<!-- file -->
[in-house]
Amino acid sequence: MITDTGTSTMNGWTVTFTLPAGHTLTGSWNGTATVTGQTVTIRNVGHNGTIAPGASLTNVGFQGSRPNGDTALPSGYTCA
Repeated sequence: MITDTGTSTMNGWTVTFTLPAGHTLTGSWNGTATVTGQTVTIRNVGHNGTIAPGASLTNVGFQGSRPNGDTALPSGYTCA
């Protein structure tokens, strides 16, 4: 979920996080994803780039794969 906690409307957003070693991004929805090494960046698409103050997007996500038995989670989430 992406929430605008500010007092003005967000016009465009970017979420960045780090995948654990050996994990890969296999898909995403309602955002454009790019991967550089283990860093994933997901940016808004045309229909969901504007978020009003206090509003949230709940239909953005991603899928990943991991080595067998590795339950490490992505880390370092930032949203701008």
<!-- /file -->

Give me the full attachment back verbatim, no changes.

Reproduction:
[in-house]
Amino acid sequence: MITDTGTSTMNGWTVTFTLPAGHTLTGSWNGTATVTGQTVTIRNVGHNGTIAPGASLTNVGFQGSRPNGDTALPSGYTCA
Repeated sequence: MITDTGTSTMNGWTVTFTLPAGHTLTGSWNGTATVTGQTVTIRNVGHNGTIAPGASLTNVGFQGSRPNGDTALPSGYTCA
């Protein structure tokens, strides 16, 4: 979920996080994803780039794969 906690409307957003070693991004929805090494960046698409103050997007996500038995989670989430 992406929430605008500010007092003005967000016009465009970017979420960045780090995948654990050996994990890969296999898909995403309602955002454009790019991967550089283990860093994933997901940016808004045309229909969901504007978020009003206090509003949230709940239909953005991603899928990943991991080595067998590795339950490490992505880390370092930032949203701008």